So, Istanbul, what’s there left for me to tell, that hasn’t been told already. Byzantium, Constantinople, Istanbul; three names and almost three millenia of history, capital of the Eastern Roman and the Ottoman Empire. Straddling two continents and housing 14 million inhabitants and almost as many tourists per year. With the tourists there come other people, people who want their money. They are everywhere and there are lots of them, urging you to enter their restaurant, their café or their shop, trying to sell souvenirs, weed or an hour of love, sometimes polite sometimes less so. This may sound negative. It isn’t. It is just part of the experience.
Hagia Sophia, the Blue Mosque, the Grand Bazar, walking the alleyways in the old town of Sultanahmet and the streets of Kadıköy, with its cosmopolitan and artistic flair, taking a bath in a Hamam, spending the nights on hostel rooftops, smoking waterpipe and discussing the world and everything else under the sun with some other travellers. That’s probably what everyone does, who comes to Istanbul for the first time but then I also stumbled upon the Kandili Earthquake Museum. “Not open to the public, you need to make an enquiry beforehand to visit the museum.” said the hostel employee after he phoned the museum for me. But I wouldn’t give up so easily, I went to the museum to see if I find a way to get in there and indeed there was, despite the fact that the university area, where the museum is located, was fenced and guarded. The guards were very friendly (and a tad impressed as I told them I’ve ridden all the way from Germany to Istanbul). After some chit-chat with them (more with hand, feet and google translate than verbally because they spoke no english) , they made a phonecall and told me to come the next day, as the lecturer responsable for the museum wasn’t here today. And, much to my surprise, the lecturer welcomed me the next day and unlocked the museum.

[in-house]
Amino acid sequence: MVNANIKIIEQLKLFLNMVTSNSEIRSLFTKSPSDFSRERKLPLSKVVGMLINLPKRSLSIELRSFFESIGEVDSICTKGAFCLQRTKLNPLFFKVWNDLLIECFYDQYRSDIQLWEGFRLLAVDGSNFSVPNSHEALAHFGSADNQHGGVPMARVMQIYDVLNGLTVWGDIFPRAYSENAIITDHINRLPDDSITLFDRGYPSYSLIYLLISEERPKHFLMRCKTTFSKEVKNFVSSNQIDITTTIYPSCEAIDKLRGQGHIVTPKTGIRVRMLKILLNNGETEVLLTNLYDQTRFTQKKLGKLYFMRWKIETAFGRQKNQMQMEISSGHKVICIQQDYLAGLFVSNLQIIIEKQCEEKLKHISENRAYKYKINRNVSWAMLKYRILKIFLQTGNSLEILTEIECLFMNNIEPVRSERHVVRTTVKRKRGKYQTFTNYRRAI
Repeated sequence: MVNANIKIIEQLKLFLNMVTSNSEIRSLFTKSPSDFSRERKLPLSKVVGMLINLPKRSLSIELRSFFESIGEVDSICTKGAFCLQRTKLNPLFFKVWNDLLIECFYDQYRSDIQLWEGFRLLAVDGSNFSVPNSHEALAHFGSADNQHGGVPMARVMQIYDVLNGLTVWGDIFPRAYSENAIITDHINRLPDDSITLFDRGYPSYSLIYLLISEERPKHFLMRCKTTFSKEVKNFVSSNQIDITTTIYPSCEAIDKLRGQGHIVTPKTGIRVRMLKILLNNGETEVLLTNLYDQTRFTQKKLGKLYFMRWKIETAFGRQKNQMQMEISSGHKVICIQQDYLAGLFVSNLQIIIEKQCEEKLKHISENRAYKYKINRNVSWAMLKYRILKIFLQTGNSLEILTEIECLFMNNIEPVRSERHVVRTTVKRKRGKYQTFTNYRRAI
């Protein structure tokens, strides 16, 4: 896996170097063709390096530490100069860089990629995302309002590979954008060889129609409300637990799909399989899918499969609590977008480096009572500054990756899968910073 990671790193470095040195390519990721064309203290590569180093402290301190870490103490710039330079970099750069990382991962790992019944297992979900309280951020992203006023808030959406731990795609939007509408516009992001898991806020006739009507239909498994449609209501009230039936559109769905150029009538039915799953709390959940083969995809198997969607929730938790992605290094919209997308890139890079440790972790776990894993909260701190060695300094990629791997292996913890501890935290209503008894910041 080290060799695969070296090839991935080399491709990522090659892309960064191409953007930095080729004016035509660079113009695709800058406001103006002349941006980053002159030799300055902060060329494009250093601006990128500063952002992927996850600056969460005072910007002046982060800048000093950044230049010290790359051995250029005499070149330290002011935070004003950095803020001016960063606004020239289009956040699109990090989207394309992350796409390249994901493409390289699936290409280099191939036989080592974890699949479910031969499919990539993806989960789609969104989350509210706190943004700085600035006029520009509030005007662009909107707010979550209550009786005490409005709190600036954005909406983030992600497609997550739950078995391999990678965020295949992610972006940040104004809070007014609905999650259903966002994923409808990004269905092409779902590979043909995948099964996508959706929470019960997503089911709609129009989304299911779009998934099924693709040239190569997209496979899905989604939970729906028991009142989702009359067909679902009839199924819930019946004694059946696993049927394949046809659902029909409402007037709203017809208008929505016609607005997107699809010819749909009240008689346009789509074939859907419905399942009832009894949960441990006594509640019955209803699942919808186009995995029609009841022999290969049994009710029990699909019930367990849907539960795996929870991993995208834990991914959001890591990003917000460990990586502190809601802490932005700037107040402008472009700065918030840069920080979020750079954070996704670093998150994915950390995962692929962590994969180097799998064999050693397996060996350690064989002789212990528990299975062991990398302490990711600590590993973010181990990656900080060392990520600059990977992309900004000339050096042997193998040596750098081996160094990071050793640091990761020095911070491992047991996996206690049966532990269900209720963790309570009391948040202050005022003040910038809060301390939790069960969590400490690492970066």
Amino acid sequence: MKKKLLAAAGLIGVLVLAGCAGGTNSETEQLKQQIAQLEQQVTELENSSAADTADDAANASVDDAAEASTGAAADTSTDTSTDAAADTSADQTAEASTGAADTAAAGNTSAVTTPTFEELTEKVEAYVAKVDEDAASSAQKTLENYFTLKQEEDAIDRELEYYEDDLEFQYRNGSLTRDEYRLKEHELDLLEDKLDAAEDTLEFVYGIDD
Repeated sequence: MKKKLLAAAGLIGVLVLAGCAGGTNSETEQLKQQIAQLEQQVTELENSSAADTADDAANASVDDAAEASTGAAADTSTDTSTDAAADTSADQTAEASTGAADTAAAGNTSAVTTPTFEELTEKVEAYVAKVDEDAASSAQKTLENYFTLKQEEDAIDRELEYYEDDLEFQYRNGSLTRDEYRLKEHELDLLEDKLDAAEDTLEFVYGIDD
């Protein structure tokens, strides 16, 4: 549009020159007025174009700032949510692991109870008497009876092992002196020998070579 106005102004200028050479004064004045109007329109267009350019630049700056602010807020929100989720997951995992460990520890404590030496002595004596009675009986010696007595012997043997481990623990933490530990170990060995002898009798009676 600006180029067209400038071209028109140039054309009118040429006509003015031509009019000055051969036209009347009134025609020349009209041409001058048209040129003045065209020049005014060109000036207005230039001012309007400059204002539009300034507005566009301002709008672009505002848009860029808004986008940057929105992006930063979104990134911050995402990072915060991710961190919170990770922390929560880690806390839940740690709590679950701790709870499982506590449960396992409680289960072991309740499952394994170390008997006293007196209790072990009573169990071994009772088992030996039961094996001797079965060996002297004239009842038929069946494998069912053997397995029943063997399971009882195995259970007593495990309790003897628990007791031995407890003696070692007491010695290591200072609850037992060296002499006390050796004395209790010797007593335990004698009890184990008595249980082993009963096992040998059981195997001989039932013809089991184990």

There was an amazing collection of old seismometers, theodolites, sextants, chronometers, telescopes and other scientific instruments beatifully made from brass, wood and leather as well as globes, maps and arabic scripts about science. Unfortunately the lecturer couldn’t speak english, so I had to resort to just look at the instruments. After that I was invited to the sun observatory, again an old building with an antique telescope, which was still used to map sunspots. Lastly I had the chance to see the National Earthquake Monitoring Center, more modern with computer screens on the walls, and speak to one of the scientists there (this time in english). I was amazed, that they welcomed me so friendly and took the time to show around a stranger who just came knocking on their door.